Clinical use of epidermal growth factor receptor testing in patients with advanced lung cancer by physicians: survey of US and international patterns

Matthew Peters, Edward S. Kim, Vera Hirsch

Research output: Contribution to journalArticleResearchpeer-review

Abstract

Purpose: Guidelines recommend testing for EGFR mutation at diagnosis of advanced non-small-cell lung cancer to guide treatment. Two surveys, 18 months apart, aimed to identify changes in EGFR mutation testing and treatment practices in non-small-cell lung cancer. Methods: The first survey of 562 physicians from Canada, France, Germany, Italy, Japan, South Korea, Spain, Taiwan, the United Kingdom, and the United States was conducted between December 2014 and January 2015. The second, between July and August 2016, surveyed 707 physicians in the same countries with the addition of China; China was excluded from year-on-year comparisons. Results: Globally (excluding China), physicians requested EGFR mutation testing in 80% (excluding China; 2015: 81%) of patients before first-line therapy. In 2016, 18% of results were not received before initiating treatment, a significant improvement over 2015 (23%). Reasons for not testing included tumor histology, insufficient tissue, poor performance status, and long turnaround time, although this had significantly improved in 2016 from 2015. Prolonging of survival/extending life was deemed the most important therapy goal in first-line treatment of both cohorts. Conclusion: Improvements in availability of test results before first-line therapy were seen, but incomplete implementation of guidelines is still observed, resulting in a large proportion of patients not receiving tyrosine kinase inhibitor treatment on the basis of mutation status. The reasons for not testing remained the same, year-on-year: tumor histology, insufficient tissue, poor performance status, and long test turnaround time. Receiving timely results must be addressed, if treatment parity for eligible patients can be achieved. Physician education and closer guideline concordance are key steps to improve outcomes.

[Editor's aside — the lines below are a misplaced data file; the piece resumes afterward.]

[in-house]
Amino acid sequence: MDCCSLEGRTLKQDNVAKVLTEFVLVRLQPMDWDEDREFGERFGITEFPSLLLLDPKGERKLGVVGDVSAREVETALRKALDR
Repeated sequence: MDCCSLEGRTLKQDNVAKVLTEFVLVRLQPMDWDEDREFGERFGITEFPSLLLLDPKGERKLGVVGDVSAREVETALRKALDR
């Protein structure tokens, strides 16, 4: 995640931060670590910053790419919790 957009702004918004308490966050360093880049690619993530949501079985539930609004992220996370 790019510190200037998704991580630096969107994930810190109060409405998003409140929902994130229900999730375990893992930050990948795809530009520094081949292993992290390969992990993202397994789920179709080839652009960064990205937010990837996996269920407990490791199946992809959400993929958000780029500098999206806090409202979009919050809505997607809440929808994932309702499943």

LanguageEnglish
Pages1-7
Number of pages7
JournalJournal of global oncology
Volume5
Issue number5
Early online date27 Feb 2019
DOIs
Publication statusPublished - 1 Apr 2019

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Epidermal Growth Factor Receptor
Lung Neoplasms
Physicians
China
Mutation
Therapeutics
Guidelines
Non-Small Cell Lung Carcinoma
Histology
Surveys and Questionnaires
Republic of Korea
Parity
Taiwan
Spain
Protein-Tyrosine Kinases
Italy
France
Canada
Germany
Neoplasms

Bibliographical note

Copyright the Publisher 2019. Version archived for private and non-commercial use with the permission of the author/s and according to publisher conditions. For further rights please contact the publisher.

Cite this

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title = "Clinical use of epidermal growth factor receptor testing in patients with advanced lung cancer by physicians: survey of US and international patterns",